The Angry Young Man is dead and so is the relatable action hero; almost superhero-like, the action heroes of today are not anti-establishment but above the establishment. Debutant filmmaker Anirudh Iyer, decodes the anatomy of his film, An Action Hero
Anirudh Iyer made his directorial debut with An Action Hero last month. Frontlined by the unlikely pair of Ayushmann Khurrana and Jaideep Ahlawat, this meta-movie follows superstar Maanav (Khurrana) as he tries to escape from a raging municipal councillor Bhoora (Ahlawat), who thinks the superstar has killed his brother and wants revenge. It’s a biting and hilarious commentary on the relationship between film stars, and the media and fans, which has become increasingly toxic over the past few years. “We wanted to put a mirror and show society what is happening. And we wanted to do it without any bias or malice. The intention was to not offend or attack anyone but at the same time, tell the story as honestly and fearlessly as possible. That is why we chose humour,” says the newly minted Bollywood filmmaker.
For the Iyer boy, who hails from a humble South Indian family in Mulund, this was always the dream. “Very early on, I cracked this thing that someone is making what we are seeing on television. I would go behind the television set and wonder how what is happening inside that magic box is actually happening. I had decided very early on in my life that I want to make these movies. I was fascinated by the idea. One of the first movies that really made me make that decision was Dilwale Dulhania Le Jayenge,” he reveals.
But it wasn’t an easy dream to follow.“When I told my parents (my mother works at a bank and dad at a cement company) that this is what I want to do, neither of them was happy about it. They wanted me to stick to engineering. Full drama happened at home and that went on for months. But eventually, my dad agreed and together we managed to convince my mom. I started off by doing corporate films and then joined Dia Mirza’s production house, Born Free Entertainment. It was while there that I got the opportunity to work on Bobby Jasoos. That was my first Bollywood movie. Later on, I joined Anand L Rai and worked as an AD,” says the filmmaker who worked as an assistant director on Rai’s Zero and Tanu Weds Manu Returns. An Action Hero was produced under his banner, Colour Yellow Production. We sat down with the filmmaker to talk about all that is light, camera, and of course Action (Hero)! Excerpts:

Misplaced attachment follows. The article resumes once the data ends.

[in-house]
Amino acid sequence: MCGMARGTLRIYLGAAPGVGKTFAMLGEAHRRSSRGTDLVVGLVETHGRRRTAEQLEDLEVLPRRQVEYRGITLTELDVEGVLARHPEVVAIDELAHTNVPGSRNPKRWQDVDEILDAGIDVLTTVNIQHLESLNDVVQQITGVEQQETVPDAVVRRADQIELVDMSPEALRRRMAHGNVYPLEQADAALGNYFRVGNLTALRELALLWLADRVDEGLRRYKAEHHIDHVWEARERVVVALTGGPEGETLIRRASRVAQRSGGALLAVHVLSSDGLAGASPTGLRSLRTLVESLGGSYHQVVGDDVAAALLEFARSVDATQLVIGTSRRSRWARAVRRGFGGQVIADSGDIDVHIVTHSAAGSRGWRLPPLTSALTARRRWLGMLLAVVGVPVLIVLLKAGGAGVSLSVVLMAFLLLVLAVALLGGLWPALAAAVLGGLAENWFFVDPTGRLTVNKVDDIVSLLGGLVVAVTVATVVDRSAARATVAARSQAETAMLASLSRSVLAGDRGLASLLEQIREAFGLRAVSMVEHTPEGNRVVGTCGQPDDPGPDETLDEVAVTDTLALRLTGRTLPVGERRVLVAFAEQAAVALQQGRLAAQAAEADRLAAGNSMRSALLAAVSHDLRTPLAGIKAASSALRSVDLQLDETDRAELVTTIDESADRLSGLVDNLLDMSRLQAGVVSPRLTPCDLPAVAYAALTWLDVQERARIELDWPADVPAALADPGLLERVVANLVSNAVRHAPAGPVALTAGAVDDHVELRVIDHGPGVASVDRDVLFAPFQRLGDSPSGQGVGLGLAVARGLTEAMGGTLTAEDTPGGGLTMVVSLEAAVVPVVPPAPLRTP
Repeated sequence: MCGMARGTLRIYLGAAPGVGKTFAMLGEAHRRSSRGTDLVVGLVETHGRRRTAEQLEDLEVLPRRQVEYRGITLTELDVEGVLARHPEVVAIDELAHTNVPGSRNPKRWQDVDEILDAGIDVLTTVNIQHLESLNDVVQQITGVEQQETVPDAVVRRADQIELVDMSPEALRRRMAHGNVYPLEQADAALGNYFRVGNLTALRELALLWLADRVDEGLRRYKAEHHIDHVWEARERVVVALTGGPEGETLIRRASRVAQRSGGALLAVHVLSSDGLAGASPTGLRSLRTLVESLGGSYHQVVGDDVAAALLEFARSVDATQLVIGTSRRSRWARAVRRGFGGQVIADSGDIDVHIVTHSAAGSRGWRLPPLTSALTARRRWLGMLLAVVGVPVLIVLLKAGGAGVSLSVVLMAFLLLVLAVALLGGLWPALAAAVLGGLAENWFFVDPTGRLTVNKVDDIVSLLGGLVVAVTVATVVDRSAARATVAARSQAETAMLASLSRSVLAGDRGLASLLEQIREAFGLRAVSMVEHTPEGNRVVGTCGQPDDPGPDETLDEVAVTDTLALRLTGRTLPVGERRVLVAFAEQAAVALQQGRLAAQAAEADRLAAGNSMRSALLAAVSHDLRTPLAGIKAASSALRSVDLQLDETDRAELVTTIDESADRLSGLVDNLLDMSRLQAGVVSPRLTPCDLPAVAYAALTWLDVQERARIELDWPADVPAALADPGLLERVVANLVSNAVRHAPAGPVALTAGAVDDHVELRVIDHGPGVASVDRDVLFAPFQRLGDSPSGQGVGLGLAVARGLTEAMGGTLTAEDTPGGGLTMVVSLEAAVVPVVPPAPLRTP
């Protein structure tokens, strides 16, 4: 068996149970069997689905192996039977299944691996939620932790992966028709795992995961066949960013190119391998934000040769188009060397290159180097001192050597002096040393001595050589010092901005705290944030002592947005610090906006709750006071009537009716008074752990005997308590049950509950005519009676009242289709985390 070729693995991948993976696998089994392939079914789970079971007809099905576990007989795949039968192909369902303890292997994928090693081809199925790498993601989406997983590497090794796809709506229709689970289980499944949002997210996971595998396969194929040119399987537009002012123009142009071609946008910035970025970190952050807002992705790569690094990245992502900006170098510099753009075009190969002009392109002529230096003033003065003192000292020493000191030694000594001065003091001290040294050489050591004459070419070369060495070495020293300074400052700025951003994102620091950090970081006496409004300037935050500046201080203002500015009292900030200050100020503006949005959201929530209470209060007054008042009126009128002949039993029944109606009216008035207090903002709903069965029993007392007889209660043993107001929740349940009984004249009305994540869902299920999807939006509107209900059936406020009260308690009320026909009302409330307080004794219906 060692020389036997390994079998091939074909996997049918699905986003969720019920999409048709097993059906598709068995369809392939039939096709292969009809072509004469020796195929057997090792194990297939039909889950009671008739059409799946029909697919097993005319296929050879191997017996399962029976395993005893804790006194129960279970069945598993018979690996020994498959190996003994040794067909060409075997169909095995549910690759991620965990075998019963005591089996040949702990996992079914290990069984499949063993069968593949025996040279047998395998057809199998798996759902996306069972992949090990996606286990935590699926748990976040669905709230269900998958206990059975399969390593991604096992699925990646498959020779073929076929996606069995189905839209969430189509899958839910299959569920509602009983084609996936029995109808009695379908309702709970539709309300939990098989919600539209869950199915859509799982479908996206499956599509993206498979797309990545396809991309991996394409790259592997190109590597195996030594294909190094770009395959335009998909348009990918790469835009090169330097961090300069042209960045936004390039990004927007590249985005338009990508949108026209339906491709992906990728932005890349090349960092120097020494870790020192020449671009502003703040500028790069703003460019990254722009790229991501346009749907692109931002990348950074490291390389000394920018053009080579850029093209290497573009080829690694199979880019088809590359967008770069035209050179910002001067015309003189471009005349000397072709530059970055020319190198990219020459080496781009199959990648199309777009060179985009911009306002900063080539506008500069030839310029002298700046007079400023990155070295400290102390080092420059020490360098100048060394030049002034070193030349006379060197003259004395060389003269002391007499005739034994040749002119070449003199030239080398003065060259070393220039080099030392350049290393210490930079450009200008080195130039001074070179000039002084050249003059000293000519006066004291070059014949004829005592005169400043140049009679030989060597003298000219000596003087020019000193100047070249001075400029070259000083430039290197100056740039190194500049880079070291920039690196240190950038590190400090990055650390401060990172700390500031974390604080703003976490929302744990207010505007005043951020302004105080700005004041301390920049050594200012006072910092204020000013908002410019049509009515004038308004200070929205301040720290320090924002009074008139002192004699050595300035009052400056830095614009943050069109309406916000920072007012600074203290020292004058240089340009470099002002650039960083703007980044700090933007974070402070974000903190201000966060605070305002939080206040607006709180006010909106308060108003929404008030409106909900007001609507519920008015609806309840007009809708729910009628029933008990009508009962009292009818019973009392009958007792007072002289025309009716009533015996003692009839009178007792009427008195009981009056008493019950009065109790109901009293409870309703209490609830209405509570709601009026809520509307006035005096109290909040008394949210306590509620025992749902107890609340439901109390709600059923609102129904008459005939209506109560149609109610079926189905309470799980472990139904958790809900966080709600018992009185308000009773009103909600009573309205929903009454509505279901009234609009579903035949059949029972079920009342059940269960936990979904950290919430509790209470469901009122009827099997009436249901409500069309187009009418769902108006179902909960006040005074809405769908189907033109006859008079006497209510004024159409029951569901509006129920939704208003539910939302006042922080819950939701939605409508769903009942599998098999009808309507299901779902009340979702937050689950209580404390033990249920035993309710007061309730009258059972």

You kind of spoof the Bollywood action movies. But it also seems like a tribute to the genre…
The kind of actions we see nowadays in such movies is mostly hyper-masculine where the heroes are portrayed as bigger than the system, bigger than everything. That is an interesting way to tell stories, but it is not the approach I wanted to take. I wanted to put this character in the most real of situations. For Maanav to pull off all those action sequences, we had the whole backdrop or backstory of Maanav being an action hero. He had the skill sets to do those action scenes; he had built his entire career doing those. As a storyteller, I like to justify the character’s actions in the real world. I prefer the realistic to the fantastical.
I have always loved movies, especially the Russian and European ones as well as some from Hollywood, which portrayed action in a realistic way.Even in our Hindi movies of the ’70s and ’80s, there was a lot of rage, which was the driving force. We had Bachchan sir playing the ‘Angry Young Man’ who would fight for society or his people or for his values. There were always strong reasons, motivating factors, behind his actions. It wasn’t mindless action. Those kinds of movies really inspired me growing up. It’s all about emotions, even action is an emotion… it is a heightened form of anger.
You mentioned the ‘Angry Young Man’. It had emerged from the socio-economic and political realities of the ’70s. Do you think today, with the changed societal context, the Angry Young Man has lost his motivation and relevance?